Preferred stock

Definition: A special type of stock that corporations may issue to raise money. It differs substantially from common stock in that:

* it has no voting rights
* it is entitled to a fixed (ie, unchanging) dividend, not one that may increase from year to year as may be the case for common stock
* it may have a cumulative feature, entitling holders to “catch up” dividends if the Board of Directors decides to skip paying them for one or more quarters.

Each share is normally issued for $100 (ie, its par value) and the amount the holder is to be paid is expressed as a percentage of that value. See our example below.

Should the company go out of business in a process called liquidation, preferred shareholders get in line after bondholders but in front of common shareholders. This makes it “senior” to common stock.Example: On September 23, 2008, a time when the financial crisis was raging, Berkshire Hathaway helped calm fears about the stability of banks by purchasing $5 billion of preferred stock of investment bank Goldman Sachs. This stock pays 10% per year, meaning that for each $100 share it bought from Goldman, it will be paid an annual dividend of $100 x 10%, or $10.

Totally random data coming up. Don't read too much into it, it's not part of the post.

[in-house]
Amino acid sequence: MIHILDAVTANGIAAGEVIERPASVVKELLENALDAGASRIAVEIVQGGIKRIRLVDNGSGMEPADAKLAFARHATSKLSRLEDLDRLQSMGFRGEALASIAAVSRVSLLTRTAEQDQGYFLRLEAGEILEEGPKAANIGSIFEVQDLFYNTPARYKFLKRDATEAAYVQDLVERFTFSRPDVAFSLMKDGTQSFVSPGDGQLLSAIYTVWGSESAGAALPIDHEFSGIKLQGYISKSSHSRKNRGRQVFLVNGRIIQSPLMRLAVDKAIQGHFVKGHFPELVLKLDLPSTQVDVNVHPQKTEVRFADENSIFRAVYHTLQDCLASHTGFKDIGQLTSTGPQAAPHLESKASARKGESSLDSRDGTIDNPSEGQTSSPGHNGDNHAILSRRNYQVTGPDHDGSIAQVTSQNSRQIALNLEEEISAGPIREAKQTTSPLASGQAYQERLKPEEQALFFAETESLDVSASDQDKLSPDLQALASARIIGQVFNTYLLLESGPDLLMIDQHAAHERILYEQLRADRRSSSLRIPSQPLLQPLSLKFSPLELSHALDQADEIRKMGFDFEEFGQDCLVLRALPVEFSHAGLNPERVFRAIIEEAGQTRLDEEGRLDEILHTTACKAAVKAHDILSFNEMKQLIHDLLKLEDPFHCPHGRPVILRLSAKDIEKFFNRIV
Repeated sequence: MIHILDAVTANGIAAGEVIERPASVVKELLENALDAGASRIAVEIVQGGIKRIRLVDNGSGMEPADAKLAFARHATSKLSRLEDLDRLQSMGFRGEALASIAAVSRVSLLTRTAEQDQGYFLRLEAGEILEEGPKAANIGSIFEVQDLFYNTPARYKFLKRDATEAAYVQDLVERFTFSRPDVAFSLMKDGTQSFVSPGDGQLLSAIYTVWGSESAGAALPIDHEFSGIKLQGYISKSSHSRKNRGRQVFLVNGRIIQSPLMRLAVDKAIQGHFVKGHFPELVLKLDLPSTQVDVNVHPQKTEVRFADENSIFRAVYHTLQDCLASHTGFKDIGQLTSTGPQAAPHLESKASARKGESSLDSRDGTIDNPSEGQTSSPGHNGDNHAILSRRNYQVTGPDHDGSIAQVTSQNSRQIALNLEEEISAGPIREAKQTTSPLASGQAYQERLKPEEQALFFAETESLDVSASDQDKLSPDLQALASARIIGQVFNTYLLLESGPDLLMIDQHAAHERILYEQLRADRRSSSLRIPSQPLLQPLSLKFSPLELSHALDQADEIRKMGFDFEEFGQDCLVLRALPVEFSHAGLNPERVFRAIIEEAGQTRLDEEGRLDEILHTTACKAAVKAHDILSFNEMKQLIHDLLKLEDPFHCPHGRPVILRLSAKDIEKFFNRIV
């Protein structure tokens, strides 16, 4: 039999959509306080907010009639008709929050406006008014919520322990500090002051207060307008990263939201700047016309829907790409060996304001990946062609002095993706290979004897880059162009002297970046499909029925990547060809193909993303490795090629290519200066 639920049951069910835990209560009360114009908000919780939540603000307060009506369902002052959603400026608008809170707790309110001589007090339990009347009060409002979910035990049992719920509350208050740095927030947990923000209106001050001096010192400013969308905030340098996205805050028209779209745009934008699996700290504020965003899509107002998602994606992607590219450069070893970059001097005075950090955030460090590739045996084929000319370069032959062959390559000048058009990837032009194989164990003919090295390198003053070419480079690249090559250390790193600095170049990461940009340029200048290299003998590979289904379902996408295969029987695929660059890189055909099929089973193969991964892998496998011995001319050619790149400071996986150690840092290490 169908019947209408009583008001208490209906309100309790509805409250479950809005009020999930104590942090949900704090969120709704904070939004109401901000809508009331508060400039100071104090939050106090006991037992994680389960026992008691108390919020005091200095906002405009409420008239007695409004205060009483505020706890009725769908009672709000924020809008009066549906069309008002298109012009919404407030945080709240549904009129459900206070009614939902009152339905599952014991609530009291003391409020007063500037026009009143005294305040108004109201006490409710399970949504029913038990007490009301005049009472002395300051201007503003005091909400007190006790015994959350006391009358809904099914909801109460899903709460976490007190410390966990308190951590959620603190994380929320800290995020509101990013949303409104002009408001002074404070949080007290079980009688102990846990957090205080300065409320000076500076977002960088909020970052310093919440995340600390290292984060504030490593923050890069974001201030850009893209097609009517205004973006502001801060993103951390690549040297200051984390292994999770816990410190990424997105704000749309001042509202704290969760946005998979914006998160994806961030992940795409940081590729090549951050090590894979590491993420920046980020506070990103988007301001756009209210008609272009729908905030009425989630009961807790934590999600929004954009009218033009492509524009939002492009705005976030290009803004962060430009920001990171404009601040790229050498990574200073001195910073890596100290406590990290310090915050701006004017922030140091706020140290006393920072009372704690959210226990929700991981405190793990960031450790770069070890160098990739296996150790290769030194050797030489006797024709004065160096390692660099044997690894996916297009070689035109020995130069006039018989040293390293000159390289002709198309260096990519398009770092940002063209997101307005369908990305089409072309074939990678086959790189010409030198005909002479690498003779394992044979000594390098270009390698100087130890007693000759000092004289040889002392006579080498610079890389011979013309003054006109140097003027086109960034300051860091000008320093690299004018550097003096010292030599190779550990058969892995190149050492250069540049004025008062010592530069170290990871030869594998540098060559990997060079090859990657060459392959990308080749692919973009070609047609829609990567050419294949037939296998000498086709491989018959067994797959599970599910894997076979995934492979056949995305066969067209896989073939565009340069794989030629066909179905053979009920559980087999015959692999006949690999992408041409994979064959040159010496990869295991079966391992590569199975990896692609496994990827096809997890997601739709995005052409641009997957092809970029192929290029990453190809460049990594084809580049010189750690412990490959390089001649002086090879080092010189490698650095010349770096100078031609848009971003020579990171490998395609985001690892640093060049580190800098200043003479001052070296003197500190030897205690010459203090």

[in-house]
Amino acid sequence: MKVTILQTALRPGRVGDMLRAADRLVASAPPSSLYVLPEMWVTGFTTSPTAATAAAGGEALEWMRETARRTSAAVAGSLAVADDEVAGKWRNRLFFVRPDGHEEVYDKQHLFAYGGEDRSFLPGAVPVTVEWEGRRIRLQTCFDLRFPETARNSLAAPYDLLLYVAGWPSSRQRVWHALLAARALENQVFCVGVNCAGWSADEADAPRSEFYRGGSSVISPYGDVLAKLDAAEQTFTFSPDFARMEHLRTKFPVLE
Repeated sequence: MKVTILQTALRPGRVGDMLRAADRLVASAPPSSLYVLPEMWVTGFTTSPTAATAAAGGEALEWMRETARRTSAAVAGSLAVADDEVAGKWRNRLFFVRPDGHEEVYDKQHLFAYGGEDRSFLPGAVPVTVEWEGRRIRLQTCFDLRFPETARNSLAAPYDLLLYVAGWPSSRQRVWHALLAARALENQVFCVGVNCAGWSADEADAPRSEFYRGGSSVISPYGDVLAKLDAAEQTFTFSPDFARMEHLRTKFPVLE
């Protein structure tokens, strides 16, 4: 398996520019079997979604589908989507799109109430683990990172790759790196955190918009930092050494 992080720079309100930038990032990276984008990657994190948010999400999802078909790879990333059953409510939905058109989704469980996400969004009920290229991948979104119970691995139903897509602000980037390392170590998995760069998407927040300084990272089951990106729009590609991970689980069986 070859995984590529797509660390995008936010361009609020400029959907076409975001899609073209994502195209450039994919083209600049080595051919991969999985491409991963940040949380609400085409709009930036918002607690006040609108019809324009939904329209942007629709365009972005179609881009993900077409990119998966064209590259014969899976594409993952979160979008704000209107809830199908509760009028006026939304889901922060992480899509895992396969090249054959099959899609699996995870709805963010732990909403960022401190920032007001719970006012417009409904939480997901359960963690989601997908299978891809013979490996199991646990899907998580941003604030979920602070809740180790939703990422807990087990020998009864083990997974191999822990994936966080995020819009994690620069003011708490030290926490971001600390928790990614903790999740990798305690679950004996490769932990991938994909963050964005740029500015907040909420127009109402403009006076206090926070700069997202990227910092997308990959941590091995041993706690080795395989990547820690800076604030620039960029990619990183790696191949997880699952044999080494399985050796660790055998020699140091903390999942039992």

Investeach explains: Because preferred stock has some of the features of common stock (eg: its term never ends) and some of the features of bonds (ie, the holder receives a fixed, unchanging payment each year), it is often called a “hybrid” security.

Because the fixed payment is essentially all holders are entitled to, preferred stock trades like a bond. That is, its market value is influenced by the same thing bond prices are, namely current interest rates.

Riddle me this:

1. Why is preferred stock considered senior to common stock?
2. In what way is preferred stock like common stock?
3. In what way is preferred stock like a bond?
4. Having characteristics of common stock and bonds is the reason why preferred stock is known as what type of security?
5. What has the most significant influence on the market value of preferred stock?
6. What is the term we use to describe the process of a company going out of business?